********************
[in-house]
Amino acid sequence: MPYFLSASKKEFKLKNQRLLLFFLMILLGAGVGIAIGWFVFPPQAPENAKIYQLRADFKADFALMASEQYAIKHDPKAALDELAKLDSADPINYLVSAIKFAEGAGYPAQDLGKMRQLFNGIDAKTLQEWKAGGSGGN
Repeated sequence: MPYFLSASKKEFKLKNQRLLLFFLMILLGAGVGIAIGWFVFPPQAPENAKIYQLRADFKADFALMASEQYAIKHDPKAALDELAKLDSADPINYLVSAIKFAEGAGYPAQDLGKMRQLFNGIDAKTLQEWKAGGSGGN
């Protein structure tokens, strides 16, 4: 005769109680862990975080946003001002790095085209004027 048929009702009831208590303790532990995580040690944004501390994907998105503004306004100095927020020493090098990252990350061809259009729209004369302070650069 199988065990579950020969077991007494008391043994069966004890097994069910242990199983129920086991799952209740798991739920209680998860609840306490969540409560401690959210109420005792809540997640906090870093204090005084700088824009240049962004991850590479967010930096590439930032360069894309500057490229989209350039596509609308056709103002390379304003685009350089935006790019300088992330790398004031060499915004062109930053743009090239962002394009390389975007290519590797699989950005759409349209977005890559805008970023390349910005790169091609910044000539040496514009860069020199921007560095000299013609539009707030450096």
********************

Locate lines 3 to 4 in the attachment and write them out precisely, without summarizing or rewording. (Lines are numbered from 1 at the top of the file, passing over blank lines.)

Repeated sequence: MPYFLSASKKEFKLKNQRLLLFFLMILLGAGVGIAIGWFVFPPQAPENAKIYQLRADFKADFALMASEQYAIKHDPKAALDELAKLDSADPINYLVSAIKFAEGAGYPAQDLGKMRQLFNGIDAKTLQEWKAGGSGGN
């Protein structure tokens, strides 16, 4: 005769109680862990975080946003001002790095085209004027 048929009702009831208590303790532990995580040690944004501390994907998105503004306004100095927020020493090098990252990350061809259009729209004369302070650069 199988065990579950020969077991007494008391043994069966004890097994069910242990199983129920086991799952209740798991739920209680998860609840306490969540409560401690959210109420005792809540997640906090870093204090005084700088824009240049962004991850590479967010930096590439930032360069894309500057490229989209350039596509609308056709103002390379304003685009350089935006790019300088992330790398004031060499915004062109930053743009090239962002394009390389975007290519590797699989950005759409349209977005890559805008970023390349910005790169091609910044000539040496514009860069020199921007560095000299013609539009707030450096």